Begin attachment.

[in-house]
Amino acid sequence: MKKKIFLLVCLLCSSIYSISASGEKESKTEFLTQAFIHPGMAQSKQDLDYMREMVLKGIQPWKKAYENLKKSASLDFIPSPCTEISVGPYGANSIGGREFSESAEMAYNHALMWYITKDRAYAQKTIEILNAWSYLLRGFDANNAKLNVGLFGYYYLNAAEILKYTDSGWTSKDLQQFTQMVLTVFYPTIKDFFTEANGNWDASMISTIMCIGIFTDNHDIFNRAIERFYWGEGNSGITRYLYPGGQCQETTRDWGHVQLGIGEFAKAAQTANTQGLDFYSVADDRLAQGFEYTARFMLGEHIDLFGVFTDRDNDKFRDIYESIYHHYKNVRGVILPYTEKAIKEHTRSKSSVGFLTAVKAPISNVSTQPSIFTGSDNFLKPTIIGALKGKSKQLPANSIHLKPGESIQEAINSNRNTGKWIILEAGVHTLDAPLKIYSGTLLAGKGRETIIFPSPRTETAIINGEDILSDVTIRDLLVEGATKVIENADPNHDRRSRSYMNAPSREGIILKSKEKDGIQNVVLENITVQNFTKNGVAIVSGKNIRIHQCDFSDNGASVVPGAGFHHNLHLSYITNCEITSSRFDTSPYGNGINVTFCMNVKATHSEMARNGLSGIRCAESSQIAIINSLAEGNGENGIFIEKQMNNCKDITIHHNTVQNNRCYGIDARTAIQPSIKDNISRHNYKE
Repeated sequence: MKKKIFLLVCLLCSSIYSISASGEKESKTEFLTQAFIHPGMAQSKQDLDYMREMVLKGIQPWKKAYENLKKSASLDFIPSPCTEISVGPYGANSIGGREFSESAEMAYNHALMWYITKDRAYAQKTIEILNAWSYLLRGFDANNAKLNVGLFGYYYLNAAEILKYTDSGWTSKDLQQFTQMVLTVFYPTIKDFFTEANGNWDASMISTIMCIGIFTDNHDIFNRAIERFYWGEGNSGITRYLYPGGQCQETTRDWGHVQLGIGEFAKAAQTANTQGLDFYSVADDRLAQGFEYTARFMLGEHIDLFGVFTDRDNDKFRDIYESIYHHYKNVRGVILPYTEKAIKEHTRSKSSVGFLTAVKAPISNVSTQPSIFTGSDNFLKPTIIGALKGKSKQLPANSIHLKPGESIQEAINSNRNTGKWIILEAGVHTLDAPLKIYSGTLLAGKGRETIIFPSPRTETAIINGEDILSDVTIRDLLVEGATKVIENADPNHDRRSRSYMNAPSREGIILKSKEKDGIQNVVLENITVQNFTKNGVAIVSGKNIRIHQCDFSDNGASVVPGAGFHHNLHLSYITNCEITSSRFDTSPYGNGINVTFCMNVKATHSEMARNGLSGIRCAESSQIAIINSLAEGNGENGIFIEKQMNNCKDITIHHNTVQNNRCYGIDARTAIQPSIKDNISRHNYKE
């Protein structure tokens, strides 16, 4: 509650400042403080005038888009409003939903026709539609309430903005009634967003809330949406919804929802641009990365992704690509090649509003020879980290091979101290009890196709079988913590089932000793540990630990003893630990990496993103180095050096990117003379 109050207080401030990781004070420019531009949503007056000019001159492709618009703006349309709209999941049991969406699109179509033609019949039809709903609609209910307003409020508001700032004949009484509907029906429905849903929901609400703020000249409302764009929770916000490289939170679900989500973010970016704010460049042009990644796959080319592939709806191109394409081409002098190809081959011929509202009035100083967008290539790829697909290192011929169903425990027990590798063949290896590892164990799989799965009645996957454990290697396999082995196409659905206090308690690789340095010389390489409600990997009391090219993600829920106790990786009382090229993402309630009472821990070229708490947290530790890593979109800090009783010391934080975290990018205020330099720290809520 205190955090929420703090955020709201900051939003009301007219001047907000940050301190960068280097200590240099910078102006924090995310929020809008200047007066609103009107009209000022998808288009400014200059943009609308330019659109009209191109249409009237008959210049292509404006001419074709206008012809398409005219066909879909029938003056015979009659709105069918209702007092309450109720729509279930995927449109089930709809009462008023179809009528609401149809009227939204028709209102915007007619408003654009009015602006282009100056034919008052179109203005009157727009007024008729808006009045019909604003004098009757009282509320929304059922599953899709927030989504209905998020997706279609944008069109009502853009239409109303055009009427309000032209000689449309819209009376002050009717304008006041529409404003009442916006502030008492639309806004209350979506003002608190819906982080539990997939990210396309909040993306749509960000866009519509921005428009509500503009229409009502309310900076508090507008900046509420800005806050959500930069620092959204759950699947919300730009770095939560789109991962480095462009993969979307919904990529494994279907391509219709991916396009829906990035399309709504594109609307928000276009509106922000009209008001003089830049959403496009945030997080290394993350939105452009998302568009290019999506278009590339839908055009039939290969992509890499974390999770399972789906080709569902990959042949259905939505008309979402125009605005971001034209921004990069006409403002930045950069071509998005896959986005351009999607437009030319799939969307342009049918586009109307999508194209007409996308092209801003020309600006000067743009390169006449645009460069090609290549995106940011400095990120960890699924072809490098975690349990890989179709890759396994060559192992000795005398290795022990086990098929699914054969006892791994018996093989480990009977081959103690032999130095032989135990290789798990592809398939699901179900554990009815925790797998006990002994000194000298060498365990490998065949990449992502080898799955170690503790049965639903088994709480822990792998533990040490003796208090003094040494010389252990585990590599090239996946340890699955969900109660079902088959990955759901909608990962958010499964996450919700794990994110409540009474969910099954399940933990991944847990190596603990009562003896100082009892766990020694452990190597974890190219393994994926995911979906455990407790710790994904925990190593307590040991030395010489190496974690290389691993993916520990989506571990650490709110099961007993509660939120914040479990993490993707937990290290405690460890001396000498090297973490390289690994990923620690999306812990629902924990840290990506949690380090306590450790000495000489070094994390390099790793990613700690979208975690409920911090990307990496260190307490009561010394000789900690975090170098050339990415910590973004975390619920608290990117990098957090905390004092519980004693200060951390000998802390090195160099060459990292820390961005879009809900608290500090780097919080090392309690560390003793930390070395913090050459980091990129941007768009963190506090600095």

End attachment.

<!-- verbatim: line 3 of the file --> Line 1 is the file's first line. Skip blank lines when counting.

Repeated sequence: MKKKIFLLVCLLCSSIYSISASGEKESKTEFLTQAFIHPGMAQSKQDLDYMREMVLKGIQPWKKAYENLKKSASLDFIPSPCTEISVGPYGANSIGGREFSESAEMAYNHALMWYITKDRAYAQKTIEILNAWSYLLRGFDANNAKLNVGLFGYYYLNAAEILKYTDSGWTSKDLQQFTQMVLTVFYPTIKDFFTEANGNWDASMISTIMCIGIFTDNHDIFNRAIERFYWGEGNSGITRYLYPGGQCQETTRDWGHVQLGIGEFAKAAQTANTQGLDFYSVADDRLAQGFEYTARFMLGEHIDLFGVFTDRDNDKFRDIYESIYHHYKNVRGVILPYTEKAIKEHTRSKSSVGFLTAVKAPISNVSTQPSIFTGSDNFLKPTIIGALKGKSKQLPANSIHLKPGESIQEAINSNRNTGKWIILEAGVHTLDAPLKIYSGTLLAGKGRETIIFPSPRTETAIINGEDILSDVTIRDLLVEGATKVIENADPNHDRRSRSYMNAPSREGIILKSKEKDGIQNVVLENITVQNFTKNGVAIVSGKNIRIHQCDFSDNGASVVPGAGFHHNLHLSYITNCEITSSRFDTSPYGNGINVTFCMNVKATHSEMARNGLSGIRCAESSQIAIINSLAEGNGENGIFIEKQMNNCKDITIHHNTVQNNRCYGIDARTAIQPSIKDNISRHNYKE